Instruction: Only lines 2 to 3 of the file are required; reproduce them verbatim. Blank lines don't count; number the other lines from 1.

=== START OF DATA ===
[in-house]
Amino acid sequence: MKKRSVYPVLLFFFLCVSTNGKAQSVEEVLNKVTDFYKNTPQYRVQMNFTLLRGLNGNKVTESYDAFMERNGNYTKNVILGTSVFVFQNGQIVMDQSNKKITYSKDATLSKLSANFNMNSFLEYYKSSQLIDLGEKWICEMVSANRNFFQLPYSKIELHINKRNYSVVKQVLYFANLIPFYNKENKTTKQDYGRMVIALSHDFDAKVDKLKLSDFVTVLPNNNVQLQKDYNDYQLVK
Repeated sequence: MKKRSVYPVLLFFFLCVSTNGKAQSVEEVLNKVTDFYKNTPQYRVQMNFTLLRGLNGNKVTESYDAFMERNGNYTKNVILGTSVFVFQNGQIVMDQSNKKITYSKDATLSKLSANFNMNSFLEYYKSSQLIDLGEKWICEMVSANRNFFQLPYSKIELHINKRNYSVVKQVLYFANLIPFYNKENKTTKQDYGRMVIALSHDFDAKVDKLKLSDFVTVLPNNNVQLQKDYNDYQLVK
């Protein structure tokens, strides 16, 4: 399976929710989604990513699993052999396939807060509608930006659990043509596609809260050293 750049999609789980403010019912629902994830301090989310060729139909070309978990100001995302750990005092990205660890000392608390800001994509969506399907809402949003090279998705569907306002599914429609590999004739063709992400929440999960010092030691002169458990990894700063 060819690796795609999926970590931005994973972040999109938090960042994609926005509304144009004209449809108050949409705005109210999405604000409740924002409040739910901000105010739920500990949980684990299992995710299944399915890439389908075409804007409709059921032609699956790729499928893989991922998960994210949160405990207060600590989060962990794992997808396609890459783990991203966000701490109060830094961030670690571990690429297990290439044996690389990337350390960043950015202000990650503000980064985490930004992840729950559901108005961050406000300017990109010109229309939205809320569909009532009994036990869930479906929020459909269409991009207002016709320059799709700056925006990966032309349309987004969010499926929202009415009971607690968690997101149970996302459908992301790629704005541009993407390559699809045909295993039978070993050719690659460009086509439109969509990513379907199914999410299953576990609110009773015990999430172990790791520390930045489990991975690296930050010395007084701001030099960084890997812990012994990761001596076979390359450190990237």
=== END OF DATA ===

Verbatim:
Amino acid sequence: MKKRSVYPVLLFFFLCVSTNGKAQSVEEVLNKVTDFYKNTPQYRVQMNFTLLRGLNGNKVTESYDAFMERNGNYTKNVILGTSVFVFQNGQIVMDQSNKKITYSKDATLSKLSANFNMNSFLEYYKSSQLIDLGEKWICEMVSANRNFFQLPYSKIELHINKRNYSVVKQVLYFANLIPFYNKENKTTKQDYGRMVIALSHDFDAKVDKLKLSDFVTVLPNNNVQLQKDYNDYQLVK
Repeated sequence: MKKRSVYPVLLFFFLCVSTNGKAQSVEEVLNKVTDFYKNTPQYRVQMNFTLLRGLNGNKVTESYDAFMERNGNYTKNVILGTSVFVFQNGQIVMDQSNKKITYSKDATLSKLSANFNMNSFLEYYKSSQLIDLGEKWICEMVSANRNFFQLPYSKIELHINKRNYSVVKQVLYFANLIPFYNKENKTTKQDYGRMVIALSHDFDAKVDKLKLSDFVTVLPNNNVQLQKDYNDYQLVK